Trailing the Padres after six innings is the last position opposing teams prefer to be in.

There are a couple reasons Petco Park stops selling alcoholic beverages after the seventh inning. The first, of course, is to assure the safety of fans on their commute home. The other reason is because manager Bud Black has Luke Gregerson, Mike Adams, and Heath Bell for seventh-through-ninth-inning duties.

There have been countless instances when Black could easily stretch Gregerson or Adams out into two innings of work, but Black has kept each reliever to their inning, religiously, and to say it has worked could be the understatement of the season.

Gregerson, the seventh-inning specialist, set a Padres team record for most consecutive batters retired by a reliever (26) and most consecutive batters faced without a walk by a reliever (110). He also leads all Major League relievers with a 12.75 strikeout/walk ratio.

Gregerson sets the table for Adams in the eighth frame, who leads the majors in holds with 22. Right behind him in second is Gregerson with 19. Both are on pace to shatter the all-time record of 36, held by Scott Linebrink and Tom Gordon.

If you manage to get through Gregerson and Adams unscathed, it doesn't get much easier at the end of the line, where Heath Bell looms.

Bell was awarded his second All-Star appearance in his second full season on the closing job. Bell ranks second in saves (24) and his 1.88 ERA and 11.74 strikeout-per-nine innings ratio are ideal closing numbers.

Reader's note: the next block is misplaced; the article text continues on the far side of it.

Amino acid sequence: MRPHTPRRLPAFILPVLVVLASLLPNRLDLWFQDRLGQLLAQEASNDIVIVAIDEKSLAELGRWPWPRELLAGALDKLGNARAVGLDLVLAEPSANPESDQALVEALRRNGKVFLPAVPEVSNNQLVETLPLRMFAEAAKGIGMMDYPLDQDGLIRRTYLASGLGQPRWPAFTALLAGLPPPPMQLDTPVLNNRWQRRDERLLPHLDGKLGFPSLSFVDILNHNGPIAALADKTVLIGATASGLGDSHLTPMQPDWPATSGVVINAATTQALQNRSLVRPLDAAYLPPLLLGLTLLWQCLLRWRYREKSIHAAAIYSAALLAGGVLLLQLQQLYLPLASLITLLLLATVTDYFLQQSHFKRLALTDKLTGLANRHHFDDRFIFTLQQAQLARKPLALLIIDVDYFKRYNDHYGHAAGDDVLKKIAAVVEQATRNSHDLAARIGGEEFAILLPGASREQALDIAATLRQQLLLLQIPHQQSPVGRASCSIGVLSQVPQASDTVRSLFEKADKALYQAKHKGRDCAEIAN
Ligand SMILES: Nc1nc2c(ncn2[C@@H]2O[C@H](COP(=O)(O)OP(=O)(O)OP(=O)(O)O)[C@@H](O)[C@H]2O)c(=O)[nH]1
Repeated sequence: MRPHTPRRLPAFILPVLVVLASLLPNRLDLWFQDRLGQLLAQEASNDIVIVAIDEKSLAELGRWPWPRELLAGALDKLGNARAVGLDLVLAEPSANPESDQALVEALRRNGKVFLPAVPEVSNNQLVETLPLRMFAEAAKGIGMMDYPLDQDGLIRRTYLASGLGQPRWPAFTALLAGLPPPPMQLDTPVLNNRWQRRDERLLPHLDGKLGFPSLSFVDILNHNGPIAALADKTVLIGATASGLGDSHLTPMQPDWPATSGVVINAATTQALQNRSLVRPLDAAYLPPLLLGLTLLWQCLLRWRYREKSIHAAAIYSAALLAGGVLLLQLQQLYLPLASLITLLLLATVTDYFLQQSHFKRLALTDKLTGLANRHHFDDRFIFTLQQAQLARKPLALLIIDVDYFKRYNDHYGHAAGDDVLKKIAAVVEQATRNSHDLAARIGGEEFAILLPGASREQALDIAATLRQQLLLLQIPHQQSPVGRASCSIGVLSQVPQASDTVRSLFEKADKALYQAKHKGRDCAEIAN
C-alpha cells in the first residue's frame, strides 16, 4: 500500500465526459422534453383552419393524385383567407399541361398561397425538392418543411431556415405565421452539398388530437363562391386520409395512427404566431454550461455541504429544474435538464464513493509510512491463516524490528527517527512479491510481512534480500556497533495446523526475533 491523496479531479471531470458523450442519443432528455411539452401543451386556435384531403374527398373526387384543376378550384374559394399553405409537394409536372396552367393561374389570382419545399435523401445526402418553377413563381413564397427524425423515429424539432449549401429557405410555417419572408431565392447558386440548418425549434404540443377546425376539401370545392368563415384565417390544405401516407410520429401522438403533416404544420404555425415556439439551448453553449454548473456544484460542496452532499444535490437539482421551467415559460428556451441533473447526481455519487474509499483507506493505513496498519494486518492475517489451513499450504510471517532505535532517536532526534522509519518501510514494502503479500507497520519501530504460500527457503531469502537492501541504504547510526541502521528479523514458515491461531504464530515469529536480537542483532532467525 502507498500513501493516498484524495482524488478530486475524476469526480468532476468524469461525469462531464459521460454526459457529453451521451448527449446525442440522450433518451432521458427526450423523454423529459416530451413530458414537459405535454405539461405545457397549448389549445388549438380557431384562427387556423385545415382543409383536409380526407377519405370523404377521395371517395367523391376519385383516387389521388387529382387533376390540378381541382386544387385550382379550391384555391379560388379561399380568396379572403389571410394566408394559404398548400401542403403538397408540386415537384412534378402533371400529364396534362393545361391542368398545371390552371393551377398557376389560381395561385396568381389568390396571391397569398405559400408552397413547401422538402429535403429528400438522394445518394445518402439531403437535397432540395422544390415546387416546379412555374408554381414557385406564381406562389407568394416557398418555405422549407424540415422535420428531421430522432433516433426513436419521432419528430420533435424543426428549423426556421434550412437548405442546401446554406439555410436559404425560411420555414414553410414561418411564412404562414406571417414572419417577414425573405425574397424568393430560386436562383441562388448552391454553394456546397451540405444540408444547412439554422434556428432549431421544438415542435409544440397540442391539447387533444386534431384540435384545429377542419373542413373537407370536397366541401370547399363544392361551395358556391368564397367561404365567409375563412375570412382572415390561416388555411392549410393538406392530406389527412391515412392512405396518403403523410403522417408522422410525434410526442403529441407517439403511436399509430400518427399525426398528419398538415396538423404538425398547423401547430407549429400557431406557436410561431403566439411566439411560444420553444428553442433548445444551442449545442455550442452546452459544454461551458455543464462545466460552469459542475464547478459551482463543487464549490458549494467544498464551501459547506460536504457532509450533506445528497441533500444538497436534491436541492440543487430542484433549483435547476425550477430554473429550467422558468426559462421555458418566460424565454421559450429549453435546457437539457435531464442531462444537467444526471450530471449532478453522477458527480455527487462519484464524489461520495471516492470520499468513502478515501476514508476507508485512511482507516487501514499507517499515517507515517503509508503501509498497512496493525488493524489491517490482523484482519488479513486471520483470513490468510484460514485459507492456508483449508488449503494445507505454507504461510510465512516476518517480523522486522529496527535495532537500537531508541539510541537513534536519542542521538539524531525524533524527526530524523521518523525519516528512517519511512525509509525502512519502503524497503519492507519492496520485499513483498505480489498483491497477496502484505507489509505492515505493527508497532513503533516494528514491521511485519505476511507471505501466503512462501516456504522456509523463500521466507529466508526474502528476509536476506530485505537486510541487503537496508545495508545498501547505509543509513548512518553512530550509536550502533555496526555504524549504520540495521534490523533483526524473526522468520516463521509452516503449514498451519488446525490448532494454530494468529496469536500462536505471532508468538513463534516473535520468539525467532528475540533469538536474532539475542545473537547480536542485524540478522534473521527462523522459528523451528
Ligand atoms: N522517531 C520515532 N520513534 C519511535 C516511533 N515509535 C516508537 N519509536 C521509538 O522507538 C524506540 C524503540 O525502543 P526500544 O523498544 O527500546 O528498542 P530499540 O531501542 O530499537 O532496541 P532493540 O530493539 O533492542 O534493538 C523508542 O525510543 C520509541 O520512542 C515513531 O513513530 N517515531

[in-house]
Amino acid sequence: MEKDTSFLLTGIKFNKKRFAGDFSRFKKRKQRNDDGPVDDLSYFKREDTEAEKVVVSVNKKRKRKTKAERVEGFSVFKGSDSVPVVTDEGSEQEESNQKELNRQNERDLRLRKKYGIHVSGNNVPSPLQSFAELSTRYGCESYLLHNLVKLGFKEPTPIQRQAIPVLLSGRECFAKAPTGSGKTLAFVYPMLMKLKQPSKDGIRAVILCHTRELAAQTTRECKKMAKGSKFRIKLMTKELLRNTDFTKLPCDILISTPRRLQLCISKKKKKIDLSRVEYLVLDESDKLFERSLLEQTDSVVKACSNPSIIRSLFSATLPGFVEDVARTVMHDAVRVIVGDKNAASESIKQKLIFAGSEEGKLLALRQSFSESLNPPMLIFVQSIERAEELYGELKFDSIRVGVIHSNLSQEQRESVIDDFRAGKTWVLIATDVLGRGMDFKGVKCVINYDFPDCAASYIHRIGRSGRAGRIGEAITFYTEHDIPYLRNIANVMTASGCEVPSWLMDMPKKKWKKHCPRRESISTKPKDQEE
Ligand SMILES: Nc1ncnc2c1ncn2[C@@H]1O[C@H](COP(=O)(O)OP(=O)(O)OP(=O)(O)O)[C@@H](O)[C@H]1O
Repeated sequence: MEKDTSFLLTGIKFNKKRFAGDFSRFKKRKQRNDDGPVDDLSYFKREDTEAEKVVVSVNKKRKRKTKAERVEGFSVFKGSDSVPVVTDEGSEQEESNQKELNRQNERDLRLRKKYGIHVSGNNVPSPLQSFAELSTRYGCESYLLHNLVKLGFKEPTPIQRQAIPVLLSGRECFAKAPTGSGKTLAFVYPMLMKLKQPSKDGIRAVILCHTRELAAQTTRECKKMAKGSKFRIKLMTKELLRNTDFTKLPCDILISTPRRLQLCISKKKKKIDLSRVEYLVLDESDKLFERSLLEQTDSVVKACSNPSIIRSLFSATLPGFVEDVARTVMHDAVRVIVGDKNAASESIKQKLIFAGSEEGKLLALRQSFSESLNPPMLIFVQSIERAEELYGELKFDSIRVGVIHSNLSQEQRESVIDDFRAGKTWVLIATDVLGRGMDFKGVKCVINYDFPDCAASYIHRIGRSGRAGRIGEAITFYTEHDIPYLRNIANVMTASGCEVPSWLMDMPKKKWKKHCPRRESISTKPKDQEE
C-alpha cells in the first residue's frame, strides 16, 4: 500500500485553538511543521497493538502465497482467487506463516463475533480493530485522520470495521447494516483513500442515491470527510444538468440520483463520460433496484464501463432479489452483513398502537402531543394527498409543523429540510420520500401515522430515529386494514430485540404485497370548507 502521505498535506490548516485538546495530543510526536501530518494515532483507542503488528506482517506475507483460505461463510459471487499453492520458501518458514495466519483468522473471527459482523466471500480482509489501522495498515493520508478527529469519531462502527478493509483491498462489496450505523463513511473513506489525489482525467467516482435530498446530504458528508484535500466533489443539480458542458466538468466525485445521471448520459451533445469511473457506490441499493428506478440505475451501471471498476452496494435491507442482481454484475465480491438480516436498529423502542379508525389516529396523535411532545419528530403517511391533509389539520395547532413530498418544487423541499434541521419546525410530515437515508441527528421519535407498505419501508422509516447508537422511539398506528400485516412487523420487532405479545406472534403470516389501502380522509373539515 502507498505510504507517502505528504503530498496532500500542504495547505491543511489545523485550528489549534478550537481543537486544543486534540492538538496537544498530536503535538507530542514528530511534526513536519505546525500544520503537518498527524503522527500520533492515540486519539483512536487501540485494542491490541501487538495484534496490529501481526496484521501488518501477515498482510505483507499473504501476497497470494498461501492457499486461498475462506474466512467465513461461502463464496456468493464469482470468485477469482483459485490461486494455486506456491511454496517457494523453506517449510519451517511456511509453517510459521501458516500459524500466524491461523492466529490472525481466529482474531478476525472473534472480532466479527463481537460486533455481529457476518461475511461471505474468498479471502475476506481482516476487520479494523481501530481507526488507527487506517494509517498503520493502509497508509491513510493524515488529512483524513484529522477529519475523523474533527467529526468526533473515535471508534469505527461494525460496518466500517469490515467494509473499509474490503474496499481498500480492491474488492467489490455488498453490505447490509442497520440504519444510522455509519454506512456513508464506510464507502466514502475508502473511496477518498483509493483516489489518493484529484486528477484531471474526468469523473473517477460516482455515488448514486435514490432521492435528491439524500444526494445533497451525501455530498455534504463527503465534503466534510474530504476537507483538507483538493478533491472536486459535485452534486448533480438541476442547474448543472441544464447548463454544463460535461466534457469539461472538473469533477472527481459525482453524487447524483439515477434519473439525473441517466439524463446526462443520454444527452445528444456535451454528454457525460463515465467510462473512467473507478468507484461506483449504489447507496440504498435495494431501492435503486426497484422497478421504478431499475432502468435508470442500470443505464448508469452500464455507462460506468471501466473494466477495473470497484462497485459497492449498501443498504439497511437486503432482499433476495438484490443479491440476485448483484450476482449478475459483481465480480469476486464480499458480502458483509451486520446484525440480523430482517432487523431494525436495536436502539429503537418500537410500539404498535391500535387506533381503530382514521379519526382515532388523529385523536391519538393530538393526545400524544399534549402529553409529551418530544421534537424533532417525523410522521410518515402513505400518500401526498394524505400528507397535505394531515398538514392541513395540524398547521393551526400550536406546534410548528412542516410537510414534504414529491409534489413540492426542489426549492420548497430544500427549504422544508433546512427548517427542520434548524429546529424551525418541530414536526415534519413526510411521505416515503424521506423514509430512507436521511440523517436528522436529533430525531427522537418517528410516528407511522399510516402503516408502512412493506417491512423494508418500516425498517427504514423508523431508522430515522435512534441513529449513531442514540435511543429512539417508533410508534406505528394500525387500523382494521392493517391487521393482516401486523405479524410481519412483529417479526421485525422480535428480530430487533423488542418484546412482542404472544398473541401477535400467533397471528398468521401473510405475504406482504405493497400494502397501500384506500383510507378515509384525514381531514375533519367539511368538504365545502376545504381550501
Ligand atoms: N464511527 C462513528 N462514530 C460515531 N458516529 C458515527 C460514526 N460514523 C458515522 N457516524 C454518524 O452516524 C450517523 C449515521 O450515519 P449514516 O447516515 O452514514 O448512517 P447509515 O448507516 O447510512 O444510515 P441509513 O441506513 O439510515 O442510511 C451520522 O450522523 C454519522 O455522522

With the efficiency of the Padres starting staff, the bullpen hasn't been overworked so far and might just allow the relievers to hold up through the rest of the season.

In an act the Friar Faithful haven't seen in a few years, the Padres and first-year general manager Jed Hoyer will likely be buyers rather than sellers when the trade deadline nears.

One piece to the postseason puzzle could be another power source in the lineup.

Remember that Kyle Blanks guy?

He was the one penciled in cleanup position in the Opening Day lineup, anointed with the task of protecting Adrian Gonzalez, and it's safe to say his first full Major League campaign didn't go according to plan.

In 33 games Blanks hit .157 with three home runs and 46 strikeouts. He suffered a setback during a rehab assignment with Triple-A Portland in June. So far, surgery hasn't been discussed, but there's no indication of when he'll be sent back out on a rehab assignment.